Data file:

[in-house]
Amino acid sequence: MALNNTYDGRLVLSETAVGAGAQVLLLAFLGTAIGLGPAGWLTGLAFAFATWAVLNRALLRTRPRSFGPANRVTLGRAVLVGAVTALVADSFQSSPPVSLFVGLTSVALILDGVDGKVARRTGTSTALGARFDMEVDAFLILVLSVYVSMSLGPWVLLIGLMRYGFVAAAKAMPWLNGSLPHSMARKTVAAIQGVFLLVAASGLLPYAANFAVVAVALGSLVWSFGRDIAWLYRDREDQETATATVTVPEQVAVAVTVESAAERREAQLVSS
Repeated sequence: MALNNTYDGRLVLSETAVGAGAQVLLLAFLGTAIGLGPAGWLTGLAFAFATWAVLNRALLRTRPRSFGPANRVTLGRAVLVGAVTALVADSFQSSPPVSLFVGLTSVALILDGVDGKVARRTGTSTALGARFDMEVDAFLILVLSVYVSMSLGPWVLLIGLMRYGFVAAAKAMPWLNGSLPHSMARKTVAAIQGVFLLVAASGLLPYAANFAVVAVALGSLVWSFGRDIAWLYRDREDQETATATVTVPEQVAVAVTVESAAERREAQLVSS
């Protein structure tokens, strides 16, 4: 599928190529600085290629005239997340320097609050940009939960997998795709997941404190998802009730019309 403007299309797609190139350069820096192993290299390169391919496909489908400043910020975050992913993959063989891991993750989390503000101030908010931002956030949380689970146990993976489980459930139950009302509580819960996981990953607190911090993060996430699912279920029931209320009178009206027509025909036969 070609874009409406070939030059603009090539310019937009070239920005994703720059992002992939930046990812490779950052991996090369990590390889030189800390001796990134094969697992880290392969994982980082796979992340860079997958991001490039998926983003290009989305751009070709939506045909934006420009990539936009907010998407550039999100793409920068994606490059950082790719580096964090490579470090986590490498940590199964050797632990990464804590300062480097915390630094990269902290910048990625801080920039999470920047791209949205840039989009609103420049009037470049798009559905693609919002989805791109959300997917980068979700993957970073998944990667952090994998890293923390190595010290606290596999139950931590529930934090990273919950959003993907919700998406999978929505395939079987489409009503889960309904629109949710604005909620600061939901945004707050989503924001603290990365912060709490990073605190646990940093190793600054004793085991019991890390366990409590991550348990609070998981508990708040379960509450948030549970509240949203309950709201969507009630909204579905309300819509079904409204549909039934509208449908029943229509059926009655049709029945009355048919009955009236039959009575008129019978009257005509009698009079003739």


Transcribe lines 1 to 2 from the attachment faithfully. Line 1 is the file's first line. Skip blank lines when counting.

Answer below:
[in-house]
Amino acid sequence: MALNNTYDGRLVLSETAVGAGAQVLLLAFLGTAIGLGPAGWLTGLAFAFATWAVLNRALLRTRPRSFGPANRVTLGRAVLVGAVTALVADSFQSSPPVSLFVGLTSVALILDGVDGKVARRTGTSTALGARFDMEVDAFLILVLSVYVSMSLGPWVLLIGLMRYGFVAAAKAMPWLNGSLPHSMARKTVAAIQGVFLLVAASGLLPYAANFAVVAVALGSLVWSFGRDIAWLYRDREDQETATATVTVPEQVAVAVTVESAAERREAQLVSS